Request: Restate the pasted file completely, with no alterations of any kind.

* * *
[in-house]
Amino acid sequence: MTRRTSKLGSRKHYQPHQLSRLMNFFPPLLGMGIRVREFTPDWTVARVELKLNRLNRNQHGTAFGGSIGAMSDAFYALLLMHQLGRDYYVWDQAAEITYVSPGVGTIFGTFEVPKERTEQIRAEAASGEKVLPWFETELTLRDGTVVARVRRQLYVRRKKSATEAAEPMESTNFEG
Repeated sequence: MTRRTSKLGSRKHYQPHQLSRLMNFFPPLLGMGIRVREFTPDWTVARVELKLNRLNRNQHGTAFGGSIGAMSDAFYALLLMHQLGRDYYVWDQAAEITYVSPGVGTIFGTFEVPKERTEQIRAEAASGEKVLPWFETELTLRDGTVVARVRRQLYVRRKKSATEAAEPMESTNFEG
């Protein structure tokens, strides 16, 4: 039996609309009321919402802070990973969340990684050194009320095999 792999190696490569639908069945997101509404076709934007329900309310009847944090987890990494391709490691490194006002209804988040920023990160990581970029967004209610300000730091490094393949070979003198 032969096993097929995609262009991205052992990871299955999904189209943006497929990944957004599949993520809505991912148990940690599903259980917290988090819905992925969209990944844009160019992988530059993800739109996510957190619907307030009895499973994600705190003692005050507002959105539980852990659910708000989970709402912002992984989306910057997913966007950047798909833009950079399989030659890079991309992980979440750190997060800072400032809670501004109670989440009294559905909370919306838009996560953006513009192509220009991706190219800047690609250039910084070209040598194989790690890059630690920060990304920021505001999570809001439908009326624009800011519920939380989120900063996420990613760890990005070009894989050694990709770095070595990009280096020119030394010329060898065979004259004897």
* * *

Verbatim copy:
[in-house]
Amino acid sequence: MTRRTSKLGSRKHYQPHQLSRLMNFFPPLLGMGIRVREFTPDWTVARVELKLNRLNRNQHGTAFGGSIGAMSDAFYALLLMHQLGRDYYVWDQAAEITYVSPGVGTIFGTFEVPKERTEQIRAEAASGEKVLPWFETELTLRDGTVVARVRRQLYVRRKKSATEAAEPMESTNFEG
Repeated sequence: MTRRTSKLGSRKHYQPHQLSRLMNFFPPLLGMGIRVREFTPDWTVARVELKLNRLNRNQHGTAFGGSIGAMSDAFYALLLMHQLGRDYYVWDQAAEITYVSPGVGTIFGTFEVPKERTEQIRAEAASGEKVLPWFETELTLRDGTVVARVRRQLYVRRKKSATEAAEPMESTNFEG
């Protein structure tokens, strides 16, 4: 039996609309009321919402802070990973969340990684050194009320095999 792999190696490569639908069945997101509404076709934007329900309310009847944090987890990494391709490691490194006002209804988040920023990160990581970029967004209610300000730091490094393949070979003198 032969096993097929995609262009991205052992990871299955999904189209943006497929990944957004599949993520809505991912148990940690599903259980917290988090819905992925969209990944844009160019992988530059993800739109996510957190619907307030009895499973994600705190003692005050507002959105539980852990659910708000989970709402912002992984989306910057997913966007950047798909833009950079399989030659890079991309992980979440750190997060800072400032809670501004109670989440009294559905909370919306838009996560953006513009192509220009991706190219800047690609250039910084070209040598194989790690890059630690920060990304920021505001999570809001439908009326624009800011519920939380989120900063996420990613760890990005070009894989050694990709770095070595990009280096020119030394010329060898065979004259004897």